Sometimes you get the impression that the things that have happened to you in your life, the things that have shaped you, are still with you. You feel as though they form part of who you are, as if they accompany you in the present and will continue to do so for the rest of your life because, what’s more, that’s how things ought to be. This way of thinking makes you feel as if the past – your past – is an indisputable fact and, for better or for worse, part of who you are.
Thus, you show your willingness to give your all for that thing you were, for that thing you lived through, for how you lived. You defend that pain, or you hide that shame, and you enshrine it because it was real then… and you consider that whatever event once gave it “legitimacy” makes it continue to be “legitimate.”
As if not tending to that tribute of shame or pain were a type of betrayal of the past events themselves, or towards the people with whom you shared them, you end up considering it fair to make yourself indebted to that non-existent balance of shame or pain.
And I say non-existent because that past is not part of who you are now; it’s part of who you were at the time when those situations or life experiences played out in that way for you.
Today you’re a different person – for better or for worse. You probably have more experience and a broader field of view. You have a better understanding of the world than you did at that time, especially if you were a child or a teenager, and the lens through which you now would see those events that marked you wouldn’t be the same as before.
It could even be that you see things really differently now and that, with the lens of today, you could even discover generosity in that time when you experienced abandonment from a partner or parent, or that time when you felt undervalued. In moments when you judged yourself as incompetent because you weren’t able to choose your future, you’ll discover a whole host of views that, going beyond resignation, gave you the ability to try again. When you considered yourself to have been unfair or cowardly, you’ll discover you were responsible and true to yourself.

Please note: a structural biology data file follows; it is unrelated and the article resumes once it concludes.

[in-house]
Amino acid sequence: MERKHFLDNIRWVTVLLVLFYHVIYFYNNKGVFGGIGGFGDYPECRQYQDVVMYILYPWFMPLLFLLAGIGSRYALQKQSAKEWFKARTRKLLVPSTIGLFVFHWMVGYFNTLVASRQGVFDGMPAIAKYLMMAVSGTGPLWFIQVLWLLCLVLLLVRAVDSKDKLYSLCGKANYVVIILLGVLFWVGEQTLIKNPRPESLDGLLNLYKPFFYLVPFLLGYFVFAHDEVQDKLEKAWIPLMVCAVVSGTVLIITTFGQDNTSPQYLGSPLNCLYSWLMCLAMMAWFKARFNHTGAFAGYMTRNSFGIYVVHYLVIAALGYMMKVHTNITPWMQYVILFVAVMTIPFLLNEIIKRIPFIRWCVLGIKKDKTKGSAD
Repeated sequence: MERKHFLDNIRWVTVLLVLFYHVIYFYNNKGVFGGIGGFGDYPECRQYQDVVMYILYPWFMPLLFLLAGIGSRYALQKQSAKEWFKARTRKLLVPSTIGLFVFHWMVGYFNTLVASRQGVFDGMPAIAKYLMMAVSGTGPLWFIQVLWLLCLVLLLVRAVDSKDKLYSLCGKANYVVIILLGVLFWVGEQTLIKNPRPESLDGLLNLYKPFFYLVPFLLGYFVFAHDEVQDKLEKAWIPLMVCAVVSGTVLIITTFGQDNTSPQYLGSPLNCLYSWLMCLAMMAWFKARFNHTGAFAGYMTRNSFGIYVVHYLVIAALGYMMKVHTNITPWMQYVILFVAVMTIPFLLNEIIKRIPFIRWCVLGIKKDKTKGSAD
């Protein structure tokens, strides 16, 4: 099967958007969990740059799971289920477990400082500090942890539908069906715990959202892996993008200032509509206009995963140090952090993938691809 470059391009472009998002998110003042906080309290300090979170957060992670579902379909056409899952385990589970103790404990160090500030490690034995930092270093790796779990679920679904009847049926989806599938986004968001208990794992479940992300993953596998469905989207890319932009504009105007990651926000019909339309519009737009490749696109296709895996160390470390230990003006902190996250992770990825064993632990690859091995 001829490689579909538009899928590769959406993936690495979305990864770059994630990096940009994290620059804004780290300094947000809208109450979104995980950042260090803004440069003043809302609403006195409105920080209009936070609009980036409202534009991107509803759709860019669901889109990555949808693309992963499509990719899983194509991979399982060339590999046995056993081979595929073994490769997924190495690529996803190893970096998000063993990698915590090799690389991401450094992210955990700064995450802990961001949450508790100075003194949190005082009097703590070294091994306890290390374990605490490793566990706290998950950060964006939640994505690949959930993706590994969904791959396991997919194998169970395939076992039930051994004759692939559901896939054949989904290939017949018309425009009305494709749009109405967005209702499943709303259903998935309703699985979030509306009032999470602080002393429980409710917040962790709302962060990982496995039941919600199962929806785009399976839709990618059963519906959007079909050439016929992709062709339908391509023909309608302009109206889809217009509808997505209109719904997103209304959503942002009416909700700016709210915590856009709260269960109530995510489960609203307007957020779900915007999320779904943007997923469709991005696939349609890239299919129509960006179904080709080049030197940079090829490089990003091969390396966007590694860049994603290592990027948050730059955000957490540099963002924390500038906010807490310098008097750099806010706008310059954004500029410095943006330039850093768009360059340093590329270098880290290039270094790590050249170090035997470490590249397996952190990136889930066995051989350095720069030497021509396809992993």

The idea I’m advancing in this post is related to the right and duty that we have to visit our past from who we are now, taking into account everything we have learned and everything that has become known to us, because perhaps if we do this from where we are now, from this new stage in our life, we may find light where we once saw only shadows, we may find generosity where we believed there to be only exclusion, a lack of knowledge where we perceived injustice, etc.
Or, maybe not… maybe we’ll find exactly the same thing as we found in the past. But, in any case, by considering who we are today –not who we were and who we will never again be– and by taking into account everything we have learned and everything we have lived through, surely we will be able to decide more freely if what we should feel for that moment of our life is shame or admiration, indifference or esteem, prejudice or pride. Pride because we did things well. Because we did things, at least, as best as we knew how and could at that time.
By revisiting the past from who we are now, by rediscovering it from the point of view of our new capacity and experiences, we can recover that part of us that we thought was lost and make it ours once again. We can dispose of all our potential for development and use it because our old skin –just like the layer a snake abandons after having grown too much to stay inside– doesn’t deserve to continue defining the size of our dreams.